Symbiosis: the interaction of two or more organisms.
The Symbiosis Salon is an on growing body of work that explores relationships within the environment. These works on paper explore the intricate beauty and companionship of mutualism found within the environment. Mutualistic relationships within ecological science is an emerging field of diverse and abundant interaction.
Using art to explore ecology
A symbiosis of art and science has the potential not only to activate, but also to embellish one’s ecological imagination as an exploration of self as being (and not simply a being) in the environment. This process necessarily captures much of what counts as embodied learning (Wason- Ellam 2010). Since the body, according to Deleuze, is not simply the locus of sensory perception but also the capacity to affect and be affected, embodiment provokes a learner’s identification of the learner’s aesthetic and noemenal surroundings with an affective.
Tayatea: The Giant Freshwater Crayfish.
The Tasmanian giant freshwater crayfish (Astacopsis gouldi) is the largest freshwater invertebrate in the world. The species is only found in the rivers in northern Tasmania. It is listed as an endangered species on the IUCN Red List due to overfishing and habitat degradation. The tayatea requires pristine environments to survive without erosion or silted rivers.
The diet of the freshwater crayfish varies with age, but predominantly consists of decaying wood, leaves and their associated microbes. They may also eat small fish, insects, rotting animal flesh and other microbial detritus when available. A. gouldi is very long-lived, surviving for up to 60 years. It has previously been reported to attain weights of up to 6 kilograms and measure over 80 centimetres long; however, in recent years the majority of larger specimens are 2–3 kilograms. When fully mature the species has no natural predators due to its large size, while smaller individuals can be prey of platypus, riverblackfish and rakali.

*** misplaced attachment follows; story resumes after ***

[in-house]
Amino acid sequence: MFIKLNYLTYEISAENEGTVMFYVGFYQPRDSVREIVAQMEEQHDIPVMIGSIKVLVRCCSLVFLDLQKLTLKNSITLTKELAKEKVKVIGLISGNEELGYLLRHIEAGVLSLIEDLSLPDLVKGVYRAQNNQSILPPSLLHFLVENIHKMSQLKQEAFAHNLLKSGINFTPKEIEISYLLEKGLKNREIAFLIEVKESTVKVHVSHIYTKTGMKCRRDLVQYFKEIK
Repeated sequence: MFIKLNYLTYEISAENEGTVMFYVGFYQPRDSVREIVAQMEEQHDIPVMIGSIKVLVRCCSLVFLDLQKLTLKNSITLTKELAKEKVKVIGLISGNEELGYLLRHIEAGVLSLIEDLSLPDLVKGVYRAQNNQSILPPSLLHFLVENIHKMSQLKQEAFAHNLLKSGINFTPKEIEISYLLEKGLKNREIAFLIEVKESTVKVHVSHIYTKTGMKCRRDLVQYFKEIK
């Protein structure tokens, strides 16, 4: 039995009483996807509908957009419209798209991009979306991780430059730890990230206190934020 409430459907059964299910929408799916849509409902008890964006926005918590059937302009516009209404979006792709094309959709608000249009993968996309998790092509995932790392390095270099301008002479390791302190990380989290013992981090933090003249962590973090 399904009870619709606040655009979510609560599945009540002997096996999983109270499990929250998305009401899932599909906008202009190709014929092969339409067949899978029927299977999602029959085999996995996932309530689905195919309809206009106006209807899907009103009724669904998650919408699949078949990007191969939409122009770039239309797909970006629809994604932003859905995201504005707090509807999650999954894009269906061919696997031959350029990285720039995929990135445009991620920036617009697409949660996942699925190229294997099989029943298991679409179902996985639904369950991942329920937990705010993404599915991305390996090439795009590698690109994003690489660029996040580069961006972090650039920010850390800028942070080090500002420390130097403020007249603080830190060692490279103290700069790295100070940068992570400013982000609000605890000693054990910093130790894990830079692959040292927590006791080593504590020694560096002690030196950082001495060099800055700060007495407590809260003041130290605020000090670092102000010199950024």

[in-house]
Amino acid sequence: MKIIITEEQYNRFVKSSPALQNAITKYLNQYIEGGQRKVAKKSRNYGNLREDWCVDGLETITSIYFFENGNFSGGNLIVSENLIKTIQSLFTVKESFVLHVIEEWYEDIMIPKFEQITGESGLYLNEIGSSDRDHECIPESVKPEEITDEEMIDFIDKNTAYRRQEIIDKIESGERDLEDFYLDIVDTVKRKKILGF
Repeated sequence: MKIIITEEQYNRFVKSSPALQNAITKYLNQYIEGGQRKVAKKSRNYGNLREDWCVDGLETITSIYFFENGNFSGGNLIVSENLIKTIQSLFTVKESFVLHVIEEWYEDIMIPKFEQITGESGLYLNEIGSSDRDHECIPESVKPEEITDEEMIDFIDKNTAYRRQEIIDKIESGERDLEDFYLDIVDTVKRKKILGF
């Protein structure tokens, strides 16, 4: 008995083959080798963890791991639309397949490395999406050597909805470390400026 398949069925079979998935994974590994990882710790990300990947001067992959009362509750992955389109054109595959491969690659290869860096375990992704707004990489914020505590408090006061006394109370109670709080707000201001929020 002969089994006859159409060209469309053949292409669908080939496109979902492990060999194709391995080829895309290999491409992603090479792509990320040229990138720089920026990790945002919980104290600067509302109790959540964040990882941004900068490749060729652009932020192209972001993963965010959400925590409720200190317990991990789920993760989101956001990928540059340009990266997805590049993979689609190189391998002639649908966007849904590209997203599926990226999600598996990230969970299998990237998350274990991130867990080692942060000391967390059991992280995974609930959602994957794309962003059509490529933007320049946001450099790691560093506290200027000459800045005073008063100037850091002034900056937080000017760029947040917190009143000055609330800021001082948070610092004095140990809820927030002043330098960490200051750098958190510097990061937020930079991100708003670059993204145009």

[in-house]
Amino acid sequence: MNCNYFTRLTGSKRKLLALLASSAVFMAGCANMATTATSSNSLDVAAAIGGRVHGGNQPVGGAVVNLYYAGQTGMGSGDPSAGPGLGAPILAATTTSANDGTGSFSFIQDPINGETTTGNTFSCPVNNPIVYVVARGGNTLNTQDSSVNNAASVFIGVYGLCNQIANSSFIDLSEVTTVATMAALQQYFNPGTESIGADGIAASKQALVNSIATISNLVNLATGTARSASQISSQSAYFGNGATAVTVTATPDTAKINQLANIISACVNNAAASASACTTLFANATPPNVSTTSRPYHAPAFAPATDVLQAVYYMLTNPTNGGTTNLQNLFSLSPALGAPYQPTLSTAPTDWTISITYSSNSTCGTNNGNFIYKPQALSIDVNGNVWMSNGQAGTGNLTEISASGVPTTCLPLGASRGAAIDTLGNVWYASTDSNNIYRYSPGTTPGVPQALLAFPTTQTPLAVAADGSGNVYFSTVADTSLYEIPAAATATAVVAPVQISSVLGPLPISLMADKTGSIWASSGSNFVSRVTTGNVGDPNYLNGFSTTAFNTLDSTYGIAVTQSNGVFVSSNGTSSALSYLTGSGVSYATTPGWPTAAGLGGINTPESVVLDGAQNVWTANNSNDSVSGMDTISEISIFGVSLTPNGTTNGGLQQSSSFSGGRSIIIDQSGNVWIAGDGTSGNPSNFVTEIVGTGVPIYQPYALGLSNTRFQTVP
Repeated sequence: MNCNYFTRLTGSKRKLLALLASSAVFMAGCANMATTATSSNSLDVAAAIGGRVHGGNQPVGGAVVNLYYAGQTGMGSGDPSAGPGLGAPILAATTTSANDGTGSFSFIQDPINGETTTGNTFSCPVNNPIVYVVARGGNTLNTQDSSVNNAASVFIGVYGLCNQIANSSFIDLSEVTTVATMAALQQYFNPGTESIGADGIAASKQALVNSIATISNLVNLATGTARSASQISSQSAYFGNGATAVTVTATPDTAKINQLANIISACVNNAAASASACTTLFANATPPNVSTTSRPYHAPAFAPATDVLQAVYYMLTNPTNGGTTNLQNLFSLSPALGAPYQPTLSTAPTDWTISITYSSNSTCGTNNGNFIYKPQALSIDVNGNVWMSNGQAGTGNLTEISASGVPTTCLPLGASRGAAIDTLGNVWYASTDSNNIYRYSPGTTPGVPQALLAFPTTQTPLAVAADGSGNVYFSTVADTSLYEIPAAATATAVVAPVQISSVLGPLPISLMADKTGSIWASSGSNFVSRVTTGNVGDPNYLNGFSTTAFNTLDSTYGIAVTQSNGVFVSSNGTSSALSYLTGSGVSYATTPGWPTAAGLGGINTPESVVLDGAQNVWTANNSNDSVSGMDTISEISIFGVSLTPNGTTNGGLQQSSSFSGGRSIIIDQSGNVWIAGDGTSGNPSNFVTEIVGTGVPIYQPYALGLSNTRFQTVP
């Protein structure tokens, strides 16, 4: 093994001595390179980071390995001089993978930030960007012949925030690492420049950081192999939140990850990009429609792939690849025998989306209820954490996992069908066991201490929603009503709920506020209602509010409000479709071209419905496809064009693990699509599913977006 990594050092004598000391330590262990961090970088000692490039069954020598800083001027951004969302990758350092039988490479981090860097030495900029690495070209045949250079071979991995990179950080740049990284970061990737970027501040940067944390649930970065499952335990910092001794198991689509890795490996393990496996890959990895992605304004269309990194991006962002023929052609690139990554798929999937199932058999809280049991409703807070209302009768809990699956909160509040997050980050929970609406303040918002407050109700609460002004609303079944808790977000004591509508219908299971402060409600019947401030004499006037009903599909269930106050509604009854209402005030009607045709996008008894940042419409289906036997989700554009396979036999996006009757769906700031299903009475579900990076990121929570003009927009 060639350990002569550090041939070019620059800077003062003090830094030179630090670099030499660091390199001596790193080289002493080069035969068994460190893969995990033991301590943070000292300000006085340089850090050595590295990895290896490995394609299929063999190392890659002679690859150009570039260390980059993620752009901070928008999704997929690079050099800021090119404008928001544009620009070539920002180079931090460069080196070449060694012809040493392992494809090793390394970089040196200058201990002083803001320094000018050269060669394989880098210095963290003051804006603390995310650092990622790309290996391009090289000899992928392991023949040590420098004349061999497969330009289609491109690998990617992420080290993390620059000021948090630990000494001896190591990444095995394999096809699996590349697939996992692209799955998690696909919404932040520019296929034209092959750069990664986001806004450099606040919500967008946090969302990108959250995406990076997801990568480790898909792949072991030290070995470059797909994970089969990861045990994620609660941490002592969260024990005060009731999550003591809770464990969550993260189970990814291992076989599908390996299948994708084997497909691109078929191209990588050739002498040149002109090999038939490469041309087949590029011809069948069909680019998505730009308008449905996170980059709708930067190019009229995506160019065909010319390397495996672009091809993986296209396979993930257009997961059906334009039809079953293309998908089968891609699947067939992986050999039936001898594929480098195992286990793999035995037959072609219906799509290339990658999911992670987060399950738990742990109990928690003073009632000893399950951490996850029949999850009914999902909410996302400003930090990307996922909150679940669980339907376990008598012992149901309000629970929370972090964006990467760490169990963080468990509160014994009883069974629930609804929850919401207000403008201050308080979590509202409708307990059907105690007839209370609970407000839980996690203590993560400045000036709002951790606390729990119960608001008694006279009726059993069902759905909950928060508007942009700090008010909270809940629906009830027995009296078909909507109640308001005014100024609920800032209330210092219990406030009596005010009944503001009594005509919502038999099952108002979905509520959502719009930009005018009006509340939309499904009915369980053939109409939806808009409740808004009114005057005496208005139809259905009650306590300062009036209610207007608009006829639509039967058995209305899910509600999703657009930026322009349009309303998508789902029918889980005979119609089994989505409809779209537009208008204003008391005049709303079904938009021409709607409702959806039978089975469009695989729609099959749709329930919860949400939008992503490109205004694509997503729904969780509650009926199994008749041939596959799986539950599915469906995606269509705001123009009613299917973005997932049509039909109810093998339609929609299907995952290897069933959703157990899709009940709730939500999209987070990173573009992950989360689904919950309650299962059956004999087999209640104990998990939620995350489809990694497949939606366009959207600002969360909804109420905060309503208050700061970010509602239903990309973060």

The dispersal and migratory patterns of A. gouldi are largely unknown, but they are recorded to be most active during summer and autumn when water temperatures are higher, they are also known to walk over land. Tasmanian giant freshwater crayfish have extremely slow maturation rates, with females reaching sexual maturity at approximately 14 years of age, a weight of 550 grams and a carapace length of 120 millimetres. Males are thought to reach maturity more quickly at around 9 years, 300 grams and 76 millimetres carapace length.
Females mate and spawn once every two years in autumn after a summer moult, producing 224–1300 eggs proportional to its size. Gestation of the eggs takes about nine months, with females carrying the eggs on their tail through winter. After hatching in mid-summer, the hatchlings of about 6 millimetres attach to the female's swimming legs and will remain with the mother until a few months later in autumn. A long reproductive process means that females spend much of their life attached to their eggs and hatchlings.
Pollination was produced as part of the Laughing Waters Residency, in 2011. It explores mutually symbiotic relationships in the region, between invertebrates and flowering plants. It captures the complicated and complex plethora of diversity that is required to maintain the health of an ecosystem, both in floral and faunal composition. Pollination is a work on paper, using the mediums of watercolour, ink and resin to explore this idea. The resin was used as a way to portray the succulence and moist environment within the reproductive organs of a flower. Through a microscope, one is able to understand the important role of the flower anatomy to protect the precious reproductive structures that enable movement of microscopic sex cells into their final resting place of a zygote.
This image is a detail of the work which is 270 x 70 cm.
Kept in private collection.